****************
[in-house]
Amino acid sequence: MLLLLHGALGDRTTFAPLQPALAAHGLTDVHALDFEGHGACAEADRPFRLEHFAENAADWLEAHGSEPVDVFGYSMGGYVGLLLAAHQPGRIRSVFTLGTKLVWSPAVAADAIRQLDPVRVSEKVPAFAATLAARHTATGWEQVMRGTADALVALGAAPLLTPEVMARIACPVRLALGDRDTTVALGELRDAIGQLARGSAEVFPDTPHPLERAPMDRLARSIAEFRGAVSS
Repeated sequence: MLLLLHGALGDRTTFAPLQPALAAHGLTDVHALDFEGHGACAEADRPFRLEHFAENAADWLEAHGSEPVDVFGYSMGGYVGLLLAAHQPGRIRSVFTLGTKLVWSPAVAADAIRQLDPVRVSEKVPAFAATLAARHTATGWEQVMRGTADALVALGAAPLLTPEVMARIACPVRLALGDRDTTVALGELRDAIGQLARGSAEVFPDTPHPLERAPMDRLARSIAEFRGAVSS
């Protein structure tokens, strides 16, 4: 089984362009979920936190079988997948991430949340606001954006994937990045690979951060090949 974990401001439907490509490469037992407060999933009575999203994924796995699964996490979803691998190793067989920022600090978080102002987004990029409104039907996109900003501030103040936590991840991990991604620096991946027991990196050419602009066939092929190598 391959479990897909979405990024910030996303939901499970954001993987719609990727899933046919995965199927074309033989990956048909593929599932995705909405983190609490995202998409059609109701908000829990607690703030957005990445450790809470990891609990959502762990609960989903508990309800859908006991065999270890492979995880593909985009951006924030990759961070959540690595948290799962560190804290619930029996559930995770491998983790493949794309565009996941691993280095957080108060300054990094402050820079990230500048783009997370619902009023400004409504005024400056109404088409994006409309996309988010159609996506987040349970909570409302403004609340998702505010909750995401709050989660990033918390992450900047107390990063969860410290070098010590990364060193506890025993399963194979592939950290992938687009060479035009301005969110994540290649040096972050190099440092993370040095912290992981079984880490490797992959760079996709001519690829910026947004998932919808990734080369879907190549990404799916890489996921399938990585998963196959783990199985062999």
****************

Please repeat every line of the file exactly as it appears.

[in-house]
Amino acid sequence: MLLLLHGALGDRTTFAPLQPALAAHGLTDVHALDFEGHGACAEADRPFRLEHFAENAADWLEAHGSEPVDVFGYSMGGYVGLLLAAHQPGRIRSVFTLGTKLVWSPAVAADAIRQLDPVRVSEKVPAFAATLAARHTATGWEQVMRGTADALVALGAAPLLTPEVMARIACPVRLALGDRDTTVALGELRDAIGQLARGSAEVFPDTPHPLERAPMDRLARSIAEFRGAVSS
Repeated sequence: MLLLLHGALGDRTTFAPLQPALAAHGLTDVHALDFEGHGACAEADRPFRLEHFAENAADWLEAHGSEPVDVFGYSMGGYVGLLLAAHQPGRIRSVFTLGTKLVWSPAVAADAIRQLDPVRVSEKVPAFAATLAARHTATGWEQVMRGTADALVALGAAPLLTPEVMARIACPVRLALGDRDTTVALGELRDAIGQLARGSAEVFPDTPHPLERAPMDRLARSIAEFRGAVSS
């Protein structure tokens, strides 16, 4: 089984362009979920936190079988997948991430949340606001954006994937990045690979951060090949 974990401001439907490509490469037992407060999933009575999203994924796995699964996490979803691998190793067989920022600090978080102002987004990029409104039907996109900003501030103040936590991840991990991604620096991946027991990196050419602009066939092929190598 391959479990897909979405990024910030996303939901499970954001993987719609990727899933046919995965199927074309033989990956048909593929599932995705909405983190609490995202998409059609109701908000829990607690703030957005990445450790809470990891609990959502762990609960989903508990309800859908006991065999270890492979995880593909985009951006924030990759961070959540690595948290799962560190804290619930029996559930995770491998983790493949794309565009996941691993280095957080108060300054990094402050820079990230500048783009997370619902009023400004409504005024400056109404088409994006409309996309988010159609996506987040349970909570409302403004609340998702505010909750995401709050989660990033918390992450900047107390990063969860410290070098010590990364060193506890025993399963194979592939950290992938687009060479035009301005969110994540290649040096972050190099440092993370040095912290992981079984880490490797992959760079996709001519690829910026947004998932919808990734080369879907190549990404799916890489996921399938990585998963196959783990199985062999």